In this study, Stremler and colleagues assessed whether an intervention they had devised and successfully piloted, involving sleep education and behavioural sleep management techniques, could improve maternal and infant sleep outcomes during the early postpartum period.
What did the authors do?
To test the effectiveness of their intervention (that is, whether or not it had a statistically significant and large enough effect to be robust), the authors conducted a randomised controlled trial. This study design is the ideal way to assess the effectiveness of interventions in clinical research, offering control of potential confounding factors (which should be equally distributed between the randomly allocated control and intervention arms of a trial).
In this trial, participants were recruited on the postpartum wards of two hospitals in Canada. Steps were taken to limit the possibility of contamination (where participants affect one another’s knowledge or behaviour). Eligibility criteria ensured that all mothers and babies were healthy and that the women were able to understand and participate in the trial, were first time mothers, and intended to spend the study period caring full time for their infant.
Overall, 246 participants were assigned to either the control (n=123) or the intervention (n=123) group using an external web based randomisation service, thus preventing the problems inherent in “sealed envelope” type allocations where staff may be tempted or persuaded to offer or assign an alternative allocation in response to the characteristics of participants or request. Allocations were assigned in blocks of four and six and stratified by centre, ensuring that the number of participants in each arm of the trial remained equal. In a behavioural intervention it is not possible to conceal the allocation group from the participants in the same way as one might in a drug trial. This introduces the possibility of inflated benefit perception (when participants in the intervention group over-exaggerate the benefits) and is one reason why assessing the outcomes of infant sleep interventions via parental report may not be accurate—hence the value of actigraphy.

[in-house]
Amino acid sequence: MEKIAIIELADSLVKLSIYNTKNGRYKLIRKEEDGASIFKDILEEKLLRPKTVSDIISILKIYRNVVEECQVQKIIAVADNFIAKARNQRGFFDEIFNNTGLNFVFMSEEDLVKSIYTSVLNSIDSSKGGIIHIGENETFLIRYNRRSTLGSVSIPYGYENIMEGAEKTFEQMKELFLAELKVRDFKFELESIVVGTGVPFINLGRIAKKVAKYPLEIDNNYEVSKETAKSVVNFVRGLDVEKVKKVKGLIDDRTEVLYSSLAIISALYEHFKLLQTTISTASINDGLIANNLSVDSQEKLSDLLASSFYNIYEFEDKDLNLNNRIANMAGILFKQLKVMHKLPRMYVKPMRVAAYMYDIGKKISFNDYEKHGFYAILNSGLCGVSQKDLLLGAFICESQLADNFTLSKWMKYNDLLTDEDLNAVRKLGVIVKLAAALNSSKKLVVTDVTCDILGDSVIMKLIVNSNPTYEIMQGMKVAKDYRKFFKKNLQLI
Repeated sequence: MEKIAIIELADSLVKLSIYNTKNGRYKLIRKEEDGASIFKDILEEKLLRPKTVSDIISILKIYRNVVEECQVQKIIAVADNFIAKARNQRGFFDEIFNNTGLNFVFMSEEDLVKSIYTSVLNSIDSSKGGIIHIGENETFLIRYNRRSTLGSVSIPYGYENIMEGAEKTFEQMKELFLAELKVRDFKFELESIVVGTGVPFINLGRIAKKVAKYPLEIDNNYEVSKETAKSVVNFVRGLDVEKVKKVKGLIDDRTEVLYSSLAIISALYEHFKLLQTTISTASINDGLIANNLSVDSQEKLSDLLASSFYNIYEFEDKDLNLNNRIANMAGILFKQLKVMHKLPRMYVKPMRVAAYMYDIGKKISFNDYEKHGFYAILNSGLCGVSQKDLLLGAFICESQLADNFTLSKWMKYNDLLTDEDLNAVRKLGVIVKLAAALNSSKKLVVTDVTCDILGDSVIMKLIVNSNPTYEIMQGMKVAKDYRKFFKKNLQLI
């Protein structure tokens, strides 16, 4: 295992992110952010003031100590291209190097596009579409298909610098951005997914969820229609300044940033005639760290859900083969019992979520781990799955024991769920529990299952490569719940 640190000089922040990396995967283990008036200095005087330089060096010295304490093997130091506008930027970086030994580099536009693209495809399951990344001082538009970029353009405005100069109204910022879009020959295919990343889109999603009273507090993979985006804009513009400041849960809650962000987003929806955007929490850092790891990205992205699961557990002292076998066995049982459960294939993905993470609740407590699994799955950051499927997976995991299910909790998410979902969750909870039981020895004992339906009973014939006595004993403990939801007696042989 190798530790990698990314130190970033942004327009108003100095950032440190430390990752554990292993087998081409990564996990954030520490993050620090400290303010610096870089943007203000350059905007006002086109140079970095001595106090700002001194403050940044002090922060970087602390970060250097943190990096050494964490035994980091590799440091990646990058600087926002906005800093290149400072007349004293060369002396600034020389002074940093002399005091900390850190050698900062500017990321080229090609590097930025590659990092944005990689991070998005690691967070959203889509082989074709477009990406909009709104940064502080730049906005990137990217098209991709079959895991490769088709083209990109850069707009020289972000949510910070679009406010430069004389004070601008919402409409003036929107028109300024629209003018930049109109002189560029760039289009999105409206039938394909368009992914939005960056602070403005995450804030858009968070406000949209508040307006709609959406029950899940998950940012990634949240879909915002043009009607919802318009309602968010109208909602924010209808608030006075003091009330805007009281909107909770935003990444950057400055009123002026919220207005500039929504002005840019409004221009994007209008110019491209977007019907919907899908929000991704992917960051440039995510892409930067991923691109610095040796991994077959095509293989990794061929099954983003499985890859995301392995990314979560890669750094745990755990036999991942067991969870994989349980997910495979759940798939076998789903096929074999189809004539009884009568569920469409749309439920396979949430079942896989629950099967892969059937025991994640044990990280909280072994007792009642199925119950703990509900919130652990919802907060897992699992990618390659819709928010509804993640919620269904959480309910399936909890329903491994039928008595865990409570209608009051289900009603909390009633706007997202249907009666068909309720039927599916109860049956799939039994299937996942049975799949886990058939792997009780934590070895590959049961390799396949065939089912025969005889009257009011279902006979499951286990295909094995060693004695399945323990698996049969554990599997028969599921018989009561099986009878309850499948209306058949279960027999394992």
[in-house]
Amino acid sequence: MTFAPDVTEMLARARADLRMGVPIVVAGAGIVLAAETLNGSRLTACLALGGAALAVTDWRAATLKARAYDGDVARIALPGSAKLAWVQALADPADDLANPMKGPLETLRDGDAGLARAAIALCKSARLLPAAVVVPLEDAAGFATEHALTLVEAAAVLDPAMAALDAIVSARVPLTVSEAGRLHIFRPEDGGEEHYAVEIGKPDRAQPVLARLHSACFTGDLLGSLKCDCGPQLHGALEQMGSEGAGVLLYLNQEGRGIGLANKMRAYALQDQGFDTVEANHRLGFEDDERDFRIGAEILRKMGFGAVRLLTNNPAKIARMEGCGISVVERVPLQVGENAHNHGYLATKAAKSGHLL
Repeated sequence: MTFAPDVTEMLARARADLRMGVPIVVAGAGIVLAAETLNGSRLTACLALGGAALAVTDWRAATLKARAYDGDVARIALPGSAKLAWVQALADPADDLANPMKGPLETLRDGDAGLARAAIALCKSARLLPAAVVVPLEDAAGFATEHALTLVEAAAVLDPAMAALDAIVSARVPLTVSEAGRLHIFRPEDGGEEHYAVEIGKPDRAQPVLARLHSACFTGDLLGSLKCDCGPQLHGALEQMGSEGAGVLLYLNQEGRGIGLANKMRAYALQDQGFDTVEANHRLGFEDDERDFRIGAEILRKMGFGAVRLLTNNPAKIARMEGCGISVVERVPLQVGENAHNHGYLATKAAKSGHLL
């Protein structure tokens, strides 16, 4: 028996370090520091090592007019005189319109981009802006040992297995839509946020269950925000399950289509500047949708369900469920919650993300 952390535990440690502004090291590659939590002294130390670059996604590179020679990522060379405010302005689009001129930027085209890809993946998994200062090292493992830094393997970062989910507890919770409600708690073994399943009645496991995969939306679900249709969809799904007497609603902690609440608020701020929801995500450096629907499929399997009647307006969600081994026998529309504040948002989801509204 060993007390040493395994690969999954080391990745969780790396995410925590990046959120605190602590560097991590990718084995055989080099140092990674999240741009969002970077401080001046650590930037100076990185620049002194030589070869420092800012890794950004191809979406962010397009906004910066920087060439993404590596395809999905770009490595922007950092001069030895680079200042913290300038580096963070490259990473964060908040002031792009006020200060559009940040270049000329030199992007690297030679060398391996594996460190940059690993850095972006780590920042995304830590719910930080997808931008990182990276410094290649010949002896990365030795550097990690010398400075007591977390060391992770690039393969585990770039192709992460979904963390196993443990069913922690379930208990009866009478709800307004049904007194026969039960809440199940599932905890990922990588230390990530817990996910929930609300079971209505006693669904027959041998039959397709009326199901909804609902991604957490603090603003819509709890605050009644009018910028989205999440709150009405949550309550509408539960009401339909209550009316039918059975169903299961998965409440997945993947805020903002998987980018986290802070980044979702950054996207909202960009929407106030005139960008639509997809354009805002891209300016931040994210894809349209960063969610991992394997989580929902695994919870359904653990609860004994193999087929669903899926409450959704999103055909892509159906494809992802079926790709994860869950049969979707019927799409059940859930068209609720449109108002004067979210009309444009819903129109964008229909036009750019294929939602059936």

Control mothers and babies received care as usual. Those in the experimental group received the behavioural-educational intervention as soon as possible after randomisation and before discharge from hospital. The intervention comprised 45-60 minutes’ discussion of mother and baby sleep problems, strategies to improve both, and support and encouragement around the women’s ability to achieve good sleep for themselves and their infant. The women received a booklet to refer to at home and support phone calls at one, two, and four weeks after discharge. Consistency in the delivery of the intervention was checked before and throughout the trial by audiotaping the interactions between participants and nurses.
Data were collected for both infant and maternal sleep via actigraphy (providing an objective measure of the duration of sleep and wakefulness), sleep diaries, and questionnaires (allowing for subjective assessment of outcomes and interpretation of actigraphy data) when the infant reached 6 and 12 weeks of age.
The intervention methods used in this study had previously been piloted (30 participants). This provided data for power calculations to determine the appropriate sample size and ensured that the intervention and follow-up methods were assessed for acceptability. Attempts to make the trial intervention pragmatic (financially and practically viable for real world implementation) were made after the pilot study, and this adjusted the information given and the number of follow-up phone calls, which may have affected the outcome.
What did the study find?